Get back to work.

As of 2019, “Gladiator” has achieved Secondhand Superhero status.

Gladiator (2000) - IMDb

Y’all know Gladiator, that awesome flick from 2000 that was mostly ahistorical but still an excellent story.

Well starting in 2013 it became a Secondhand Superhero candidate, and last year it fulfilled the minimum threshold of 4 actors.

Russell Crowe as Maximus (Jor-El)

Did Gladiator really deserve the best picture Oscar? | Film | The ...

Why We Didn't See Jor-El In Batman V Superman, According To ...

In 2013, Crowe played the father of Superman in Man of Steel.

Djimon Hounsou as Juba (Korath the Pursuer/Wizard)

Gladiator, a movie review | Ms M's Bookshelf

Captain Marvel and Korath – Why is Carol Danvers teaming up with ...

SHAZAM! Movie Concept Art Gives Djimon Hounsou's Wizard Shazam A ...

Hounsou actually has a foot in each major comic universe, as he was a hunter in Guardians of the Galaxy (2014)/Captain Marvel (2019) and a powerful wizard in Shazam! (2019).

Connie Nielsen as Lucilla (Hippolyta)

Connie Nielsen Shares Her Favorite Memory From Ridley Scott's ...

Hippolyta: Sit Down with Wonder Woman's Connie Nielsen

Nielsen was Diana’s mother in Wonder Woman (2017).

Joaquin Phoenix as Commodus (The Joker)

Going The Extra Mile - Joaquin Phoenix's Craziest On-Set Antics ...

Joker' Joaquin Phoenix had a love/hate relationship with the role

Phoenix earned himself an Oscar for playing Batman’s most formidable villain.

There’s one last actor who deserves a shout-out: Spencer Treat Clark, who played young Lucius. He also played Baron Von Strucker’s son on Agents of S.H.I.E.L.D. but I felt like I was reaching with that one.

Gladiator 2: release date, cast and everything else we know about ...

Spencer Treat Clark | Agents of shield, Marvel agents of shield ...

Then again, I used Lois & Clark as a qualifier, so maybe that’s ok.

“Knives Out” is a Secondhand Superhero story

Knives Out (2019) - IMDb

Last week I watched Knives Out with the DreadWife. Fun movie, gets a little bogged down in overthinking itself, and the lefty stuff was way heavy-handed, but the acting was great and the mystery was well-done.

A few days later I dug into the cast on iMDB and realized that it meets the threshold for a Secondhand Superhero flick. Most times I prefer a movie to have four actors in it that played in superhero movies. Other times I make exceptions.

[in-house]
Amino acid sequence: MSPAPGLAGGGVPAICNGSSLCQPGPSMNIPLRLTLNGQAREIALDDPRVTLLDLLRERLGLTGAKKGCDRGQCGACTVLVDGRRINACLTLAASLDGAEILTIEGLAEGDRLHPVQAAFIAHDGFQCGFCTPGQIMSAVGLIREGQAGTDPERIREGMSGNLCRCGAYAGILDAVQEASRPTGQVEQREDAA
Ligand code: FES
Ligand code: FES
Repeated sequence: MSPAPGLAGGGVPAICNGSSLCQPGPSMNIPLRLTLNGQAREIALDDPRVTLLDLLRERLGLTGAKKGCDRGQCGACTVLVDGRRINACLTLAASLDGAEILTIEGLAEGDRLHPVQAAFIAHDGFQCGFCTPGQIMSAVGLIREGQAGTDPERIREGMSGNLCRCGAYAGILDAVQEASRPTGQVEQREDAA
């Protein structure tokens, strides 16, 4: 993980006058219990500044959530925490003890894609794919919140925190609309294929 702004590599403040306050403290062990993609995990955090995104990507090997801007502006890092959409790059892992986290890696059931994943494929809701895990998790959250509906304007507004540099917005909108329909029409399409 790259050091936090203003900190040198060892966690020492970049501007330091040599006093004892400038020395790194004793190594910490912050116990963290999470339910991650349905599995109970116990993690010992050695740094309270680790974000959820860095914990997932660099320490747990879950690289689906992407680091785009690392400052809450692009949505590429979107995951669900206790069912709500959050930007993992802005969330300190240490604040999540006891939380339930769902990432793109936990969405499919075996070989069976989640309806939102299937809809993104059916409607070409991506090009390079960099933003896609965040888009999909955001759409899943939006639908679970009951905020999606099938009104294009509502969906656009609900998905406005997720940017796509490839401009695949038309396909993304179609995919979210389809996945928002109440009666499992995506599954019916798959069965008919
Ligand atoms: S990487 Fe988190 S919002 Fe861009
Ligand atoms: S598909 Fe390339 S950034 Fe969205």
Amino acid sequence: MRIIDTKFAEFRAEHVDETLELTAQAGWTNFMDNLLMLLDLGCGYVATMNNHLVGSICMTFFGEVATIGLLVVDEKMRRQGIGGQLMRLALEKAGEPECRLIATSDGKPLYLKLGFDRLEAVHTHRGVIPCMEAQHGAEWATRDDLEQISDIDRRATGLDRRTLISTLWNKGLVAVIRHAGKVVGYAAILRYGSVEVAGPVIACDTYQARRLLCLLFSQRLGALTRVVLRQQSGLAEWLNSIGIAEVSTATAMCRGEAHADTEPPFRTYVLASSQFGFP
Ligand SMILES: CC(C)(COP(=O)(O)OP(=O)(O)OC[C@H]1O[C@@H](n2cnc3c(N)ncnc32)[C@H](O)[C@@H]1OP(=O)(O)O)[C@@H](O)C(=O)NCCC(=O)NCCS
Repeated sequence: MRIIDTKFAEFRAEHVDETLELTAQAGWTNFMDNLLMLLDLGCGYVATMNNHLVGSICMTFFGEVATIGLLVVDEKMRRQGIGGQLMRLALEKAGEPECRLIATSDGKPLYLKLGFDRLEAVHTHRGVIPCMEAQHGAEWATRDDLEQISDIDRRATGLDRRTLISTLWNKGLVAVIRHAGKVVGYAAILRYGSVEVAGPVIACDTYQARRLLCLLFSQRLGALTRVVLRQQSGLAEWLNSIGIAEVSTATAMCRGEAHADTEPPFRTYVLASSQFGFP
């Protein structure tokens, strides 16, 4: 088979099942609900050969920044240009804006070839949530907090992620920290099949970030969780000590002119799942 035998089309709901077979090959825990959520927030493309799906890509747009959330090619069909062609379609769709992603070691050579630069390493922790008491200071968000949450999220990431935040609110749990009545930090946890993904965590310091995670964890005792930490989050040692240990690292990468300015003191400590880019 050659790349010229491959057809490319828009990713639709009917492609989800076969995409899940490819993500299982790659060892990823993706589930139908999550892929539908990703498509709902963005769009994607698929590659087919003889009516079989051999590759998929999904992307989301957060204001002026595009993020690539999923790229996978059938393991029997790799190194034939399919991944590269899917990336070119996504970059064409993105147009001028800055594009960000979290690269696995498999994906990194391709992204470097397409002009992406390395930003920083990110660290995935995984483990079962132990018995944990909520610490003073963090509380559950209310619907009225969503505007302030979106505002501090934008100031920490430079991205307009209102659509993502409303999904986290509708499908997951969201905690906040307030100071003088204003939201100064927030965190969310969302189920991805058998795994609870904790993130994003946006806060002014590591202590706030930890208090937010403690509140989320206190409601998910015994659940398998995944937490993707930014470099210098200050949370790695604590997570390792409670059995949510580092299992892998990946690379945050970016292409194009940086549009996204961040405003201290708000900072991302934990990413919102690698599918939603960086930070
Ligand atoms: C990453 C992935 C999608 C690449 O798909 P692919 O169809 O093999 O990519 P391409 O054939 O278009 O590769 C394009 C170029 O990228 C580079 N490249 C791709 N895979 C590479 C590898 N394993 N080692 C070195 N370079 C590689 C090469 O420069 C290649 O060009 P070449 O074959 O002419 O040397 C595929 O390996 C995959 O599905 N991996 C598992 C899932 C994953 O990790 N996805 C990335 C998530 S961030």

The best example is Stardust, which has Superman, Catwoman, Daredevil, and Sinestro in it. An example of a reach is Star Trek: First Contact which features Professor X, Dum Dum Doogan, a minor character from Captain America: Civil War, and a nameless scientist from Thor: The Dark World.

Knives Out isn’t as much of a reach, but it’s not so clear-cut either. Here’s what we’ve got:

Chris Evans as Ransom Drysdale (Captain America)

Knives Out: Top 10 Best Quotes From Ransom Drysdale | ScreenRant

Captain America's Best Moments In The MCU, Ranked - CINEMABLEND

While the movie doesn’t have an obvious main character, he’s one of the top three.

Michael Shannon as Walt Thrombey (General Zod)

Walter Thrombey from Knives Out Costume | Carbon Costume | DIY ...Man of Steel' Actor Michael Shannon Has No Problem With General ...

Walt is in the second tier of characters for this ensemble film.

Katherine Langford as Meg Thrombey (Morgan Stark)

Knives Out's Thrombey Family Is Terrible - But Which Member Is the ...

Avengers : Endgame : the cut scene of Katherine Langford (Morgan ...

This is where we start to reach, because Langford’s only appearance in the MCU comes from a deleted scene in Avengers: Endgame right after Tony snaps Thanos. She plays an older version of his then-young daughter.

K Callan as Wanetta Thrombey (Martha Kent)

The Knives Out Family Members, Ranked By How Horrible They Are | GQ

Farewell to a Hero's Father—A Tribute to Eddie Jones

And the biggest reach of them all is K Callan, who plays a woman of indeterminate age (though she would have to be in excess of 100 years old.) Callan played Martha Kent on Lois & Clark, the Superman TV show in the 90s.

Bonus points for having Martha Kent be General Zod’s grandmother.

Anyway, we’re just getting deeper into the rabbit hole, proving that everyone in Hollywood is attached to a superhero project in one way or another. This game is more fun than the Kevin Bacon one.

 

Cancellation was the best thing to happen to #Firefly

Been a minute since I rewatched this classic, which is now old enough to vote in the US. Yes kids, 18 years since Firefly aired, and 18 since it got booted from Fox.

That shouldn’t shock anyone. Ask The Adventures of Brisco County Jr. just how well Fox supports good westerns.

Anyway, I’m partway through the pilot and still loving it. The characters, the dialogue, the speed of the story, it’s no wonder the show continues to find new fans even after all this time.

One thing that aids that? Its cancellation.

The brevity that was heaped upon it when Fox pulled the plug has helped to keep the overall story tight and tidy, especially with the conclusion that the movie Serenity provides.

It’s the same principle that makes 8-episode streaming series so successful. There is a such thing as too much.

Just ask The Hobbit trilogy.

Plus the perception of injustice–“How could you cancel something so great?!”–gives it the oh-so-coveted victim status that the new century thrives on.

There are comics that continue the story, and some of them have been good, but they run into the Hobbit problem after a few issues.

Too much of a good thing isn’t still a good thing. Too much is just too much.

Something to keep in mind with my own work. It’s why I’ve taken a liking to shorter pieces. Satiate the appetite and move on.

Get back to work.